Ping An is a holding company that dominates insurance and financial technology. As China’s largest insurer, Ping An Insurance is second only to Berkshire Hathaway in global market capitalisation19. Meanwhile, Ping An Technology sits at the top of the FinTech Top 100 leaderboard. The corporation has built an ecosystem based on its strengths in finance, technology and insurance, bridging them most notably to the domain of healthcare via offshoots Ping An Good Doctor and Ping An Health and Technology. Through the former, Ping An was able to offer telemedicine services to clients purchasing its insurance plans. This represents a new business model in China, where the market remains open as most patients do not own commercial insurance. Prospective clients would thus find this attractive as they stand to benefit from subsidised online medical services if they buy Ping An’s insurance.

Figure 4: Ping An’s multi-sector ecosystem that has been built upon its traditional strengths in insurance and banking29

However, the journey has not always been smooth for Good Doctor. Like its counterparts in the telemedicine industry, the company had been struggling to ensure the financial viability of its business, relying instead on its parent company’s resources. Converting customers from free non-medical consultations to paid medical services has remained challenging, even as the number of users rose from 30 million to 1.93 billion from 2015 to 201830. After receiving free non-medical advice from doctors on the Good Doctor platform, patients often head to physical hospitals, where they pay for medical services such as formal consultations and medications31. Unfortunately, Good Doctor’s hands were bound—the regulatory environment at the time did not favour the development of such value-adding medical services on its platform, thus it could not act to prevent the leakage of cash flow to traditional healthcare institutions. As the company was prevented from building an all-encompassing healthcare platform, revenue generation remained a key problem.

In the months that followed the establishment of new regulations in 2018, a flurry of activity ensued. Good Doctor went public on the Hong Kong stock exchange in late April and became the first listed health technology company in the world32, raising a total of over USD 1.12 billion. Moreover, the clarification of the government’s position on telemedicine bodes well for Good Doctor because of its alignment with the company’s core healthcare offering in home-based healthcare. Good Doctor’s “One-Minute Consultation + One-Hour Medication Delivery”33 aims to speed up the provision of medical attention to patients wherever they may be and to target the last-mile problem of getting medication into patients’ hands. As of June 2018, the program has been rolled out in 62 cities, providing 24-hour services in collaboration with 4150 pharmacies. The company plans to increase the comprehensiveness of its offering by adding features such as chronic disease management to its model of “insurance + teleconsultation + medication”, making Good Doctor a convenient one-stop platform that allows patients to bypass long wait times and inefficient prescription mechanisms endemic to the conventional healthcare system. This vision is driven by Ping An’s larger business in insurance, technology and financial services, and puts Ping An in a mutually supportive relationship with the governmental agenda. On one hand, Ping An has the technical expertise and resources to transform the government’s goals for telemedicine into a reality; on the other hand, the government creates the right regulatory environment that permits the growth of Ping An’s telemedicine venture into a financially sustainable business.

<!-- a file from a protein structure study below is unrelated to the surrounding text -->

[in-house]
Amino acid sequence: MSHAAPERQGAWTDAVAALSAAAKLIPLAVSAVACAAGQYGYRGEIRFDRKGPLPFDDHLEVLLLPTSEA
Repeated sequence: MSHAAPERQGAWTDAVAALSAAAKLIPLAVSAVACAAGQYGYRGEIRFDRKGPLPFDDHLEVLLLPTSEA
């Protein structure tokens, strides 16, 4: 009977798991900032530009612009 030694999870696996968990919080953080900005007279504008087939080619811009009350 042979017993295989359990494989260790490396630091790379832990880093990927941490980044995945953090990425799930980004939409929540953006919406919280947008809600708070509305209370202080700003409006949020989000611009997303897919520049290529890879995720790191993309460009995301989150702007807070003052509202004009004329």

Summary

This close examination of Tencent, Alibaba and Ping An’s forays into telemedicine has shown me the ways in which policy evolution shapes the private sector’s growth trajectory. I began to understand the tensions introduced by the experimental, testing and strict governance phases that lasted from 2014 to mid-2018. These policy shifts challenged the corporations’ business models, while providing limited flexibility for further experimentation. As such, the private sector had to persist in shrewd manoeuvring to eventually win the government’s support for their telemedicine programs. During and after my DukeEngage experience, I had the privilege of witnessing the fruits of these efforts, as the government opened the doors for more innovation and growth in telemedicine by clarifying its legal boundaries.

Conclusion

In sum, my DukeEngage experience clearly demonstrated how regulation acts an interface between the government and the private sector. The regulatory environment is controlled by the government, thus giving it the power to decide the boundaries of big business’ involvement in healthcare. Paradoxically, policy change in China is reactive, and depends on demonstrated successes by businesses willing to deviate from the status quo. As such, the corporate world is able to push for change by innovating in a way that addresses national priorities and catches the government’s attention. At the same time, this makes for a tumultuous journey as regulatory boundaries are often fuzzy initially, affecting the rate at which businesses develop viable, diversified solutions. Thankfully, the preliminary successes of telemedicine companies has spurred the Chinese government to open up this space in order to leverage the private sector’s expertise in technology and consumer engagement, in the hopes that this will transform the healthcare system more quickly and effectively than top-down measures. As such, regulation is a process of negotiation that has to occur between the government and stakeholders so that good ideas can gain traction and scale up. As the field develops, the Chinese government would do well to bring other stakeholders such as patients to the table. Although this would make policy creation more unwieldy, patients are the ultimate target whose interests should protected in the current conversation between government, big business and healthcare institutions.